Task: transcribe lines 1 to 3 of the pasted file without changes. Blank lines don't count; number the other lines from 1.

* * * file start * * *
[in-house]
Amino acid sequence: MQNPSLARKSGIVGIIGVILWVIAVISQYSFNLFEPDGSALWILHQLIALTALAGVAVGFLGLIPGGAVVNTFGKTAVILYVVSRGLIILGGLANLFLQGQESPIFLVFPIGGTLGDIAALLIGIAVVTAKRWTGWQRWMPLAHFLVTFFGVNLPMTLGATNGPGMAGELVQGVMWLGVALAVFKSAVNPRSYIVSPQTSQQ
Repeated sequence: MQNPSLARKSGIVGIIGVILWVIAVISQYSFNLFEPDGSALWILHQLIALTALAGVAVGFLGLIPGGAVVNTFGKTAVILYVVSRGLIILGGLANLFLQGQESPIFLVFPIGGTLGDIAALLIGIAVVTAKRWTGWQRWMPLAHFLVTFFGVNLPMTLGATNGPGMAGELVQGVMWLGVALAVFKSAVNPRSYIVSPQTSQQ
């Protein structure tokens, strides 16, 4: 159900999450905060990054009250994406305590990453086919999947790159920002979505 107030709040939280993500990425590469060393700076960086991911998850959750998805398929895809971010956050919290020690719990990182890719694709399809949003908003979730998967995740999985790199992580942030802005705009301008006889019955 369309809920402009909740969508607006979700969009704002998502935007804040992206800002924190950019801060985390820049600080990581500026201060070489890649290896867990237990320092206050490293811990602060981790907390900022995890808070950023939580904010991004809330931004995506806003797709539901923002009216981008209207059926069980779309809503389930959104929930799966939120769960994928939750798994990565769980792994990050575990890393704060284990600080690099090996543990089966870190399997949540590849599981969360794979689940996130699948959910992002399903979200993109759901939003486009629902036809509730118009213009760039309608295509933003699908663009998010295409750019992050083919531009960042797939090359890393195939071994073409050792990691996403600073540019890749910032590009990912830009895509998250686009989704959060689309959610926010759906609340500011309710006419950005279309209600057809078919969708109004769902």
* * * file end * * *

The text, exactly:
[in-house]
Amino acid sequence: MQNPSLARKSGIVGIIGVILWVIAVISQYSFNLFEPDGSALWILHQLIALTALAGVAVGFLGLIPGGAVVNTFGKTAVILYVVSRGLIILGGLANLFLQGQESPIFLVFPIGGTLGDIAALLIGIAVVTAKRWTGWQRWMPLAHFLVTFFGVNLPMTLGATNGPGMAGELVQGVMWLGVALAVFKSAVNPRSYIVSPQTSQQ
Repeated sequence: MQNPSLARKSGIVGIIGVILWVIAVISQYSFNLFEPDGSALWILHQLIALTALAGVAVGFLGLIPGGAVVNTFGKTAVILYVVSRGLIILGGLANLFLQGQESPIFLVFPIGGTLGDIAALLIGIAVVTAKRWTGWQRWMPLAHFLVTFFGVNLPMTLGATNGPGMAGELVQGVMWLGVALAVFKSAVNPRSYIVSPQTSQQ